4. Kathy J, Washington Gardener Mag

    I agree with much of this post and your choices on Fenton – but the Greyhound station, really? I can’t think of an uglier buildin on that strip.

  5. Brains from my father

    Fenton Village is a great place if you want to park your car, repair your car, or fill up your car with gas. Throw in the amount of space that is currently vacant and you get an astounding amount of underused land in an area so close to public transit, high density development, and interesting destinations. Hopefully some of the development that is now in the pipeline will come to fruition and change the status quo.

    But I agree that there are some architectural gems in Fenton Village. Some buildings not included in the above photos include Wellers Dry Cleaners, the Thai Market, and Kefa Cafe. We should work to preserve these and other interesting small-scale retail while developing the vacant land.

    But the building that I find offers the greatest architectural pox on Fenton Village (greater even than the Silver Spring towers)is the Bank of America building with the surface lot and drive-through ATM–as if we live in Southern California.

  6. Brains from my father

    My previous post refers to the Bank of America building with the drive-through ATM. I meant to write Chevy Chase Bank

  7. Thayer-D

    Lest we forget the buildings on Georgia avenue that have a late victorian flavor such as the Bank building at Bonifant and Georgia, or across the street, the Masonic temple. This was the main street of Fenton village and shouldn’t be studiously excluded. As for your comment…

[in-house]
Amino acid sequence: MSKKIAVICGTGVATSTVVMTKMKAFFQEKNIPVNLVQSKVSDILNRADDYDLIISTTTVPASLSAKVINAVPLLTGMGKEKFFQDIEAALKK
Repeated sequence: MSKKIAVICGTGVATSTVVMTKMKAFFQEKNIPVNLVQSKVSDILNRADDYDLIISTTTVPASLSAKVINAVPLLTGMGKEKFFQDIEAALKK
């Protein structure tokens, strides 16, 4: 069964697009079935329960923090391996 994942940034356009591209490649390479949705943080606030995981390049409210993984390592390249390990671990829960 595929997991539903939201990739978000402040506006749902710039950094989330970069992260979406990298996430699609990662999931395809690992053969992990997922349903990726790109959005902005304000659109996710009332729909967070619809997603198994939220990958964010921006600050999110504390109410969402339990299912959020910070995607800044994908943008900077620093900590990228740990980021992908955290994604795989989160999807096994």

“As more development proposals come in for Fenton Village (six and counting!), the design teams should build upon these precedents (not literally!).”

    That is exactly what they did in the Cissel-Lee building you champion in your first blog. They destroyed that building taking away it’s beautiful three over one windows on the street and replaced it with a black wall of oh-so fashionable wood decking. As for the architectural school obsession with origionality and not “literally” copying previous styles, I think we’d be better served by focusing on how a building works than the provenance of it’s style. The little international style buildings you portray are “literal” copies of Mieas and every other curtain wall of the 1960’s, but who cares! Does it engage the street properly, is the scale appropriate, does it enliven or deaden the street; those are the attributes that will make the redevelopment of Silver Spring a success or failure.

    All criticism aside, I do commend you all for this forum, I think it will be invaluble.